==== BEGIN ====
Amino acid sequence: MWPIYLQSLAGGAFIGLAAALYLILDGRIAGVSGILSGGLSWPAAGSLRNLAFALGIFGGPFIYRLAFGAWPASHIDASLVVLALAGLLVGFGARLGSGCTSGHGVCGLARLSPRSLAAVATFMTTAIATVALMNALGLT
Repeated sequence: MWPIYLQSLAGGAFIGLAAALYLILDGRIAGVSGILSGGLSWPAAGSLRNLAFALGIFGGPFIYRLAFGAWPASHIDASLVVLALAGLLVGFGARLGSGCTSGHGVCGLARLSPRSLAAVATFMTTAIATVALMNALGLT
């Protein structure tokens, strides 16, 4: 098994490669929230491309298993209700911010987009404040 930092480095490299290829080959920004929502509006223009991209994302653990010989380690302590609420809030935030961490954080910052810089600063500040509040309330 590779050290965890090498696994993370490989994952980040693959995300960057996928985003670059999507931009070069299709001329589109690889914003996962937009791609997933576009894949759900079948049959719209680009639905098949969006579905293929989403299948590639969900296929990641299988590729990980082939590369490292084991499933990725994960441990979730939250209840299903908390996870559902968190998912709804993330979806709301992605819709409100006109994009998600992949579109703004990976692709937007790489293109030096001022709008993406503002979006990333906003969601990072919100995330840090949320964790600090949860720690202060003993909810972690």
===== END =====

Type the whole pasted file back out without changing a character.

Amino acid sequence: MWPIYLQSLAGGAFIGLAAALYLILDGRIAGVSGILSGGLSWPAAGSLRNLAFALGIFGGPFIYRLAFGAWPASHIDASLVVLALAGLLVGFGARLGSGCTSGHGVCGLARLSPRSLAAVATFMTTAIATVALMNALGLT
Repeated sequence: MWPIYLQSLAGGAFIGLAAALYLILDGRIAGVSGILSGGLSWPAAGSLRNLAFALGIFGGPFIYRLAFGAWPASHIDASLVVLALAGLLVGFGARLGSGCTSGHGVCGLARLSPRSLAAVATFMTTAIATVALMNALGLT
């Protein structure tokens, strides 16, 4: 098994490669929230491309298993209700911010987009404040 930092480095490299290829080959920004929502509006223009991209994302653990010989380690302590609420809030935030961490954080910052810089600063500040509040309330 590779050290965890090498696994993370490989994952980040693959995300960057996928985003670059999507931009070069299709001329589109690889914003996962937009791609997933576009894949759900079948049959719209680009639905098949969006579905293929989403299948590639969900296929990641299988590729990980082939590369490292084991499933990725994960441990979730939250209840299903908390996870559902968190998912709804993330979806709301992605819709409100006109994009998600992949579109703004990976692709937007790489293109030096001022709008993406503002979006990333906003969601990072919100995330840090949320964790600090949860720690202060003993909810972690």